For your mare my first suggestion would be turnout with a buddy if you can. Most horses don't "play" enough by themselves to get the sillies out.
                          Second would be to consider ulcers or some sort of nerve/muscle pain.

                          Comment


                          • #14
                            Originally posted by GoodTimes View Post
                            I have one of those. His problem is he's too smart. As a 3 and 4yo he was super easy, he could go a week without being ridden and he'd come out the same. He also used to sleep ALL THE TIME. .
                            OMG, my youngster is like this. Spends hours flopped out on her side sleeping like a foal and she sleeps so deeply, you can walk right up to her and nudge her without her waking up. She lays down so much that she gave herself rain rot from laying on the damp ground this summer. I hope she doesn't go down your guy's path as pasture board isn't easy to come by up where I'm at.

                            Comment


                            • #15
                              Originally posted by Blume View Post
                              My mare has had full blood work, teeth checked in spring, has 24 hour turn out (is alone but pastured next to other horses). Her saddle was purchased brand new for her in the spring and fitted to her (she is the only horse using it). She is an interesting mare. Was super easy as a 3 year old, go with the flow, great at shows, etc. This summer she started giving a little attitude when asked to up the ante on her work (started lateral work, smaller circles) but nothing too bad. She can be explosive on the lunge line, but has not (thankfully) offered any of that under saddle. Under saddle she will give a little crow hop, head toss, rush, lean on the reins during work at times. This is her MO: getting ready (grooming, tacking up) she is constantly moving and looking all around. I then bring her in the arena on the lunge and she is distracted, looking around, not focused, will buck/ rear/ bolt/ play around for 5+ minutes. Then will settle into work and be obedient. Then I either continue in-hand ground work with lateral work, supple to the bit, etc or go on a trail (which she is good for) or have the young rider get on her. She is great on the trails (better with a group than alone, but still OK alone, just not as confident). She is better as a follower on the trails than in the lead as she is not as brave.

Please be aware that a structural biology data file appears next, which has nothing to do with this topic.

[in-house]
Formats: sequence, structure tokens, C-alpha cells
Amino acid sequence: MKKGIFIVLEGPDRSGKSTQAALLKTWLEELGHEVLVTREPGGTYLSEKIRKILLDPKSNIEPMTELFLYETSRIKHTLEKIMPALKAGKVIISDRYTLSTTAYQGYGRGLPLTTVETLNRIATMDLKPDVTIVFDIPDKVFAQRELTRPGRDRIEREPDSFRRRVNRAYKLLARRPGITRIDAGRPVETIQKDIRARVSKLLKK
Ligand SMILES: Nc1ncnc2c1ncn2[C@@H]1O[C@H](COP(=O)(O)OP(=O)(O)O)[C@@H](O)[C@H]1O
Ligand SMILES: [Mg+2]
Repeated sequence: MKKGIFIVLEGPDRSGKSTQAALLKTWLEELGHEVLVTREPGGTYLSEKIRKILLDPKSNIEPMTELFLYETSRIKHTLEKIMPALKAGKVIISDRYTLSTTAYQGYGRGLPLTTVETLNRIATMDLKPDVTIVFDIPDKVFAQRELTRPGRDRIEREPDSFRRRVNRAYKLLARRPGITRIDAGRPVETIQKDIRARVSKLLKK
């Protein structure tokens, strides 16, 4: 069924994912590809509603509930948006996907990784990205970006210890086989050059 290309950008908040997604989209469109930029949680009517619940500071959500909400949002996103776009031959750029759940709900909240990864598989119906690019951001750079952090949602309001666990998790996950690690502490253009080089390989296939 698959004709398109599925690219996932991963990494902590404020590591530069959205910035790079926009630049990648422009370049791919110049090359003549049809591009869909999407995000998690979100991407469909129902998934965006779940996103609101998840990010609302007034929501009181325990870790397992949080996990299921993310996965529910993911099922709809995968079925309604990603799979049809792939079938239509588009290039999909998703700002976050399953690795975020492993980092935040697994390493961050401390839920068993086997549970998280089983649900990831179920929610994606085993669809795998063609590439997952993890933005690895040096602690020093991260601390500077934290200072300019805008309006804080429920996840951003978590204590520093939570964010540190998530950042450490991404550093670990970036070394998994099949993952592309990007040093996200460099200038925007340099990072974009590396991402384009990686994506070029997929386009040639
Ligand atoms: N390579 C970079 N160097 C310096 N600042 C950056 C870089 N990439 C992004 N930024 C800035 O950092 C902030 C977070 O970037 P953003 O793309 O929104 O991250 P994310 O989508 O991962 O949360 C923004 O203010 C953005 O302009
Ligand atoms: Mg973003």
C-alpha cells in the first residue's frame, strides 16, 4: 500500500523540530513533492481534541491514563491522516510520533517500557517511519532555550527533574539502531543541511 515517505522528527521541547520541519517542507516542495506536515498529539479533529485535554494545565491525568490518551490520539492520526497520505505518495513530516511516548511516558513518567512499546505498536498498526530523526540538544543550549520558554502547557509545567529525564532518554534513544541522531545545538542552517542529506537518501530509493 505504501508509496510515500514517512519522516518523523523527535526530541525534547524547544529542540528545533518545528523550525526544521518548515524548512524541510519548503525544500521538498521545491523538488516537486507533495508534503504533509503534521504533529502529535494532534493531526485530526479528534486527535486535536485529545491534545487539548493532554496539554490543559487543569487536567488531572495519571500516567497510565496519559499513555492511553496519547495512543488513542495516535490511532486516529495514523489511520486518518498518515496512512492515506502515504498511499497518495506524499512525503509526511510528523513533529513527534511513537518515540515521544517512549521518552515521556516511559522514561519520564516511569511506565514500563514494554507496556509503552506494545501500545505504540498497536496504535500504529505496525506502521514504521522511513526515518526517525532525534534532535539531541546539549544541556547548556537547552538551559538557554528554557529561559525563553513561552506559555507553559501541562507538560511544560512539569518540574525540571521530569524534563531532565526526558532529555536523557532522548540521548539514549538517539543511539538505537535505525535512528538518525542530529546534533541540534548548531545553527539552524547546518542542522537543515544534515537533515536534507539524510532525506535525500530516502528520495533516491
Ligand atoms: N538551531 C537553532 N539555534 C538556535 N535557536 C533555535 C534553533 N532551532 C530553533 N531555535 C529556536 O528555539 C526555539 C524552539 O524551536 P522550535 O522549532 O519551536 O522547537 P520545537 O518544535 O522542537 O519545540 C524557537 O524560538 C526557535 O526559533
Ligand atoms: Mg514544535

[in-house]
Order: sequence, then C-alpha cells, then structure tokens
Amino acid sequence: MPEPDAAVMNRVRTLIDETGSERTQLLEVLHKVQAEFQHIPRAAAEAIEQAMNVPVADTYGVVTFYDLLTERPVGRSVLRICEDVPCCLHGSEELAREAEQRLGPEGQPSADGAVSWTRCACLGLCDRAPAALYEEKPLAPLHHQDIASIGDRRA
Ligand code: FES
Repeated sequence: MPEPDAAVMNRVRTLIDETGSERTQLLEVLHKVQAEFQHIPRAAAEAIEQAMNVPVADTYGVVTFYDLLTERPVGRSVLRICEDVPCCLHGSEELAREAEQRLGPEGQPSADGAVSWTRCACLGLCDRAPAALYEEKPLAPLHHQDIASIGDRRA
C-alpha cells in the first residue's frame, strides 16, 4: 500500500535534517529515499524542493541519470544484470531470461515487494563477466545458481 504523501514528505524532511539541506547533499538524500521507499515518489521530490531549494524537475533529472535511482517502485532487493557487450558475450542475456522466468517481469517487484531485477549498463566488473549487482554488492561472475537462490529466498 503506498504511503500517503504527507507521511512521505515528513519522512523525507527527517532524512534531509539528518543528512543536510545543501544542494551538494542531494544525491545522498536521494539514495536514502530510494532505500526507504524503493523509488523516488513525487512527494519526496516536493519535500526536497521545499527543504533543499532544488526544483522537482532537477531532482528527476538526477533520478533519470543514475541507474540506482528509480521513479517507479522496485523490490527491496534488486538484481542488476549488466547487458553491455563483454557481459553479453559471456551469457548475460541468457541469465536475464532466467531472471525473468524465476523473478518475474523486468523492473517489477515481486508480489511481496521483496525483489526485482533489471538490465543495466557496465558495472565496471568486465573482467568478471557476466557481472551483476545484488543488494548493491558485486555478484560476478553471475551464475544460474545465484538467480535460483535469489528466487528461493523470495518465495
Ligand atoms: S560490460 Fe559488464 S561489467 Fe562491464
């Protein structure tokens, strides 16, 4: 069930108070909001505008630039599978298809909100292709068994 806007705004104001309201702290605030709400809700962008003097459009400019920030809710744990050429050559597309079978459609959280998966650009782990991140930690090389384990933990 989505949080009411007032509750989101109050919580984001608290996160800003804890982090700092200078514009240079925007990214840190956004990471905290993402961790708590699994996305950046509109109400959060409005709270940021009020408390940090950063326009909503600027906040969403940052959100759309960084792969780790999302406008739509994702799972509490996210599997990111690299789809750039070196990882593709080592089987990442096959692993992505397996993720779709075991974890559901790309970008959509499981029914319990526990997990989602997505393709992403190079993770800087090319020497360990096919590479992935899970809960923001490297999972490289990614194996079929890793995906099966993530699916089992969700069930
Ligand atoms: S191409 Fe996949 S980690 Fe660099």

I think this is a teen age phase and/or hormones and have bounced around the idea of trying Regumate with her. The cooler weather is not helping!

                              As I am now 46 and not nearly as brave as I was 20 years ago I have a young event rider coming to my place 3-4 times/ week to ride her. They are getting along wonderfully and I'm hoping she gets out of this phase!

                              I like the idea of clicker training her during the grooming and tacking up phase to see if I can get her to settle on the cross ties. She has been clicker trained in the past so should pick it up quickly as she responded well to that in the past.

                              We are also hoping to get her to some desensitization clinics over the winter. She is actually good about going over tarps, flags waving, hula hoops. She is good about things around the arena as well such as flags, flowers, etc. I even had my husband fly his drone around her. Next we were going to work a remote controlled car around her. What she doesn't like is the barn cat darting in/ out of the arena, squirrels/birds in the woods along side the arena.

                              Keep the stories and ideas coming!
                              The bold parts are the problem IMO. Something happened when you started to asked for more.... Many young horses do feel overwhelmed when something new is introduced. And IMO this is a very important time. The rider has to comfort them on one hand but on the other hand he has to appear superior... If this doesn't happen the horse kind of looses confidence in the rider and takes over....
                              And because she took over the second bold part comes in. She does not think you are the leader of the pack....